* GENERAL APPEARANCE:
- A sturdy, lively dog of stable temperament, with a stylish gait and an air of dignity and intelligence.
- Solid White, or white with cream, apricot, or grey on the ears and /or body.
- Proportionate to the size of the dog, Skull broad and somewhat round, but not coarse, covered with a topknot of hair.
- Of Medium length, not heavy or snipey. Slightly accentuated stop.
- Dropped, covered with long flowing hair. The leather should reach approximately halfway the length of the muzzle.
- Black or dark brown, with black rims. Large, round, expressive and alert.
- Black, fine, never, drooping
- Black, round, pronounced
- Rather long, and gracefully and proudly carried behind an erect head.
- Well-laid-back. Elbows held close to the body.
- Slightly longer than the tall. Well developed with good spring of rib. The back inclines gradually from the withers to a slight rise over the loin. The loin is large and muscular. The brisket well-let-down.
- Covered with long, flowing hair, carried gaily, and curved to lie on the back.
- The height at the withers should not exceed 12 inches nor be under 8 inches.
* LEGS and FEET:
- Strong-boned appearing straight, with well-knit pasterns. Hindquarters well angulated. Feet, resembling cat's paws, are tight and round.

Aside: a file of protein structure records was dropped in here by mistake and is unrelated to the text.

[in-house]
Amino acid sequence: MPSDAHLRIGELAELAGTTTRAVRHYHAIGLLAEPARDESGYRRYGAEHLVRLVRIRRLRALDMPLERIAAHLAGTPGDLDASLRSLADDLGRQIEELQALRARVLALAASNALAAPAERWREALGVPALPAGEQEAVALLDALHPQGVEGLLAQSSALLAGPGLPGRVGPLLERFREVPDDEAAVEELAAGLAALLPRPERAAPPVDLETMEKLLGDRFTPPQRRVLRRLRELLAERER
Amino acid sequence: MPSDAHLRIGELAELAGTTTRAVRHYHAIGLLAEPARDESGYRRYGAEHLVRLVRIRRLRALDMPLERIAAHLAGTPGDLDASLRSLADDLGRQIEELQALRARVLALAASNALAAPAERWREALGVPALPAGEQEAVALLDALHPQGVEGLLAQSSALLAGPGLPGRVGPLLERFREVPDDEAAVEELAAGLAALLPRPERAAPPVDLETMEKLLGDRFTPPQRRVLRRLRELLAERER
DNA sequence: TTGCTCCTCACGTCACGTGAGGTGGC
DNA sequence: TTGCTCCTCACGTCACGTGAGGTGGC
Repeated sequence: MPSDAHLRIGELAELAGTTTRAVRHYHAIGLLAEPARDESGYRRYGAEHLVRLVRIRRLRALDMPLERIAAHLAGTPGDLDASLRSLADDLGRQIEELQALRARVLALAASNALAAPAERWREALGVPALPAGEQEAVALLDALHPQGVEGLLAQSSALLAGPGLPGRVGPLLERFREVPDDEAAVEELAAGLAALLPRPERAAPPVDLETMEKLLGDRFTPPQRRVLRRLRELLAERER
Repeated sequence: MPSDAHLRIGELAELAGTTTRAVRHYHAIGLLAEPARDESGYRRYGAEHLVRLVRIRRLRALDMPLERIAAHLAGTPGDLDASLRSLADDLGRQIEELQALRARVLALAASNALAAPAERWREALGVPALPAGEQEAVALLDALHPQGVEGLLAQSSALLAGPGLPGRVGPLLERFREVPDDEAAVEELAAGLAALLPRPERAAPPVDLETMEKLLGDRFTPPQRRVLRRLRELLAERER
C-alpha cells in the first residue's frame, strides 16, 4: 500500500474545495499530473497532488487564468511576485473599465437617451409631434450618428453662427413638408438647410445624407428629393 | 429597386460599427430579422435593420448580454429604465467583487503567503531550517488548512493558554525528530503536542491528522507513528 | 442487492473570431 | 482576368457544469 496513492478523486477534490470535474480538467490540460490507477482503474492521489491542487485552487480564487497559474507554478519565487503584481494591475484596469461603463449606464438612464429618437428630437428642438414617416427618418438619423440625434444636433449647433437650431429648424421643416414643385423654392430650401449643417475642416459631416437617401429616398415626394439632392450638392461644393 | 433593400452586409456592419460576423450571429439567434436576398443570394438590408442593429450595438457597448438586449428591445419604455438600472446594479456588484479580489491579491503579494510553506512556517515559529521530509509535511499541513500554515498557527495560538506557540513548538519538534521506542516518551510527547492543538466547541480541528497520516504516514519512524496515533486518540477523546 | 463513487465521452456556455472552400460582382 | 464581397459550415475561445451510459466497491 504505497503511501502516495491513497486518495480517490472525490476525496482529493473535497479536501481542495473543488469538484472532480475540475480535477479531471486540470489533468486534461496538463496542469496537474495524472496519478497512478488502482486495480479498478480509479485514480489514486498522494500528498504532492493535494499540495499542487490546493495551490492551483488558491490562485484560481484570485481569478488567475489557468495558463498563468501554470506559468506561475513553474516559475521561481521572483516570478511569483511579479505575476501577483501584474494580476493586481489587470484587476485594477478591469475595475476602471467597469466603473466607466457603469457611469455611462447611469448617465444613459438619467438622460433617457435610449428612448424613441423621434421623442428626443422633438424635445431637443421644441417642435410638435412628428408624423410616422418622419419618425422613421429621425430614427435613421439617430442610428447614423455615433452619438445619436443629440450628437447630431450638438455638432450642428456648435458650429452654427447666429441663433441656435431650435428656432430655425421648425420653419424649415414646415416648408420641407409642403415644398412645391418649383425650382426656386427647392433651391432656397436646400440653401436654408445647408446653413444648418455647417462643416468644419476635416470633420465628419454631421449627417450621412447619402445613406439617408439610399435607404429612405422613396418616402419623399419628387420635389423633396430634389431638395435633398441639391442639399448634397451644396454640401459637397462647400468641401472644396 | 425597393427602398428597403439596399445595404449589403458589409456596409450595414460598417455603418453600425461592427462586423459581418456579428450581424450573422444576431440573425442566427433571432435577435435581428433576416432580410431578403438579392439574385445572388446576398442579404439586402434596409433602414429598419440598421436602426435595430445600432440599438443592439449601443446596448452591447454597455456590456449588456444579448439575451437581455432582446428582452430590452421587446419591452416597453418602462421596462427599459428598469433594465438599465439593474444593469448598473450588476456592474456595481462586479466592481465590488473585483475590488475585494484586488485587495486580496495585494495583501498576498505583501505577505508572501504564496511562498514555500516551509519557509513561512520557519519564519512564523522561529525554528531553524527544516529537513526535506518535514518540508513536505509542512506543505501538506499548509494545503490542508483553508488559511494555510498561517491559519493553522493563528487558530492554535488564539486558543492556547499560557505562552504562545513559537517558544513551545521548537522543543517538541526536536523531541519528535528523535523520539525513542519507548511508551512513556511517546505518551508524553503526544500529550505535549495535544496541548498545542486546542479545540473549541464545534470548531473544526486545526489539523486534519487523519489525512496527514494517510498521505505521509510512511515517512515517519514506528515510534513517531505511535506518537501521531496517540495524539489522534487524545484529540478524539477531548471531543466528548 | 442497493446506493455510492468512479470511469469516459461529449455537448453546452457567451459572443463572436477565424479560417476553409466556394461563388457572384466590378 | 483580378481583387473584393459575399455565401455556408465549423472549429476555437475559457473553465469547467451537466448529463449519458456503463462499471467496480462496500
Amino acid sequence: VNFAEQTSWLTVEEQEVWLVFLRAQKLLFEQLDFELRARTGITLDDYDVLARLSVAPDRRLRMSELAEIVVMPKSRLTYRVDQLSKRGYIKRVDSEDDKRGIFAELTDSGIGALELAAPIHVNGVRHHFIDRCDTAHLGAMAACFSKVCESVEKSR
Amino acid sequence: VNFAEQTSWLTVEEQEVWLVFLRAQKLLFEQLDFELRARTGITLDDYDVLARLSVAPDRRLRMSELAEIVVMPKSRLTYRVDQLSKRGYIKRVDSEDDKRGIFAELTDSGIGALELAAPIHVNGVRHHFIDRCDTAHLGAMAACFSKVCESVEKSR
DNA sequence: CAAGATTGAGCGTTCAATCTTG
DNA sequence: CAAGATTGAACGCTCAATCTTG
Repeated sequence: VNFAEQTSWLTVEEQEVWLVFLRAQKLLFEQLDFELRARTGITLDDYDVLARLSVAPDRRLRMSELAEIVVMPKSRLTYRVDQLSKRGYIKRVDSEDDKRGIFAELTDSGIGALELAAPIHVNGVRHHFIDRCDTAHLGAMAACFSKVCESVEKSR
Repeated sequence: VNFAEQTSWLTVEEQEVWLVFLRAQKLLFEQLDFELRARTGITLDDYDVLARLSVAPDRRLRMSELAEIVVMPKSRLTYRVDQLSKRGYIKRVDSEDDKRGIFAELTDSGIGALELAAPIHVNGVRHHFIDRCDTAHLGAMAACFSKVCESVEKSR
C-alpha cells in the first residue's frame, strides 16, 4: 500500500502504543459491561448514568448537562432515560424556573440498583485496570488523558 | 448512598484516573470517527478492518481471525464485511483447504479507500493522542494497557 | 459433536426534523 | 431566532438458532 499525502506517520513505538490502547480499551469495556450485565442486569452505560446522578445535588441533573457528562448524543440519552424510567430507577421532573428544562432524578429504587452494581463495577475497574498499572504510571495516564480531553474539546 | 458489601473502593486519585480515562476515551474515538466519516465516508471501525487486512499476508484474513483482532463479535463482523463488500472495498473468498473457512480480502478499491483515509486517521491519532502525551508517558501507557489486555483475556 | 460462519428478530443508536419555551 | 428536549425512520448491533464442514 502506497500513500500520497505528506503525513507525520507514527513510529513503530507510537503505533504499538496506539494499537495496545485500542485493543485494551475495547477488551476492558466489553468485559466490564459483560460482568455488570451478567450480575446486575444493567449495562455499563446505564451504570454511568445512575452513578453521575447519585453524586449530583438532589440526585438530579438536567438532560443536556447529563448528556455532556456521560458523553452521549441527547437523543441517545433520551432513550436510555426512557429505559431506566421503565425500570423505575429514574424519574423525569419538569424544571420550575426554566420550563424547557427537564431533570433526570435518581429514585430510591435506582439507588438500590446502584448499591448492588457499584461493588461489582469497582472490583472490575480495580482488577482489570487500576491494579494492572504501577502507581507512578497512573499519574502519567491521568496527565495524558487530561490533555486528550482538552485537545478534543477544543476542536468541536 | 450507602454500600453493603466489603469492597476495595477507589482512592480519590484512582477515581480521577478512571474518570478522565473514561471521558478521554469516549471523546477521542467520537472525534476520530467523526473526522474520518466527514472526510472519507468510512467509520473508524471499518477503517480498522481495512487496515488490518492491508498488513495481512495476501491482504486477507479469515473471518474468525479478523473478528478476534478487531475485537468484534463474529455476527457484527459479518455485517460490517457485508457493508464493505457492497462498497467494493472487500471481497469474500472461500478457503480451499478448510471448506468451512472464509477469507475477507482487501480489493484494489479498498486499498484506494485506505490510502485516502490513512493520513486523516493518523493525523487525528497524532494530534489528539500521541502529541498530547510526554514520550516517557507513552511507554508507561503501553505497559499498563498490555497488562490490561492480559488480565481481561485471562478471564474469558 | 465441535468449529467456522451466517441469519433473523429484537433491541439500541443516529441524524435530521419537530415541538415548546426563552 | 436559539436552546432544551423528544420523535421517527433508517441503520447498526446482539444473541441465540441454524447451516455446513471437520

- Profuse, silky and loosely curled. There is an undercoat.
- Scissored to show the eyes and to give a full, rounded appearance to the head and body. Feet should have hair trimmed to give a rounded appearance also. When properly brushed, there is an overall "powder puff" appearance. Puppies may be shown in short coat, but the minimum show coat for an adult is two inches.
- Cowhocks, snipey muzzle, poor pigmentation, protuding eys, yellow eyes, undershot or overshot bite.
- Corkscrew tail, black hair in the coat.
I understand that the size of a Bichon usually ranges between nine to eleven inches at the shoulder, some slightly under, some a bit over, so long as the limits mentioned in the Standard are not exceeded. The ideal weight is determined by balanced and symmetry.
.,from the book "This is the Bichon Frise" by Joan McDonald Breadley and Anna Katherine Nicholas
Thursday, November 17, 2011
The American history of the Bichon Frise is being lived by all of us at this very moment. The Ground work has been accomplished with thoughful care, and the breed is standing on the threshold of what will undoubtedly be the most rewarding and exciting period it has known. Certainly it is off to a fine start, in the hands of dedicated breeders and an ever-increasing host of new owners and admirers.
It was indeed the start of something big when Mr. and Mrs. Francois Picault emigrated to America in 1956, acompanied by their bichons, Eddy White de Steron Vor and Etoile de Steron Vor. In 1957 Etoile whelped her first letter, consisting of five puppies, sired by Eddy White. That same year the Picaults added two more importations, Gypsie de Warnerbry and Gavotte de Hoop. It can be truthfully said that these Bichons became the "pillar of the breed" her. Regretfully, Mr. Picault passed away of a heart ailment in January 1972, but Mrs. Picault and her daughter, Mrs. Dahl, survive to see the progress which has been made by their beloved breed.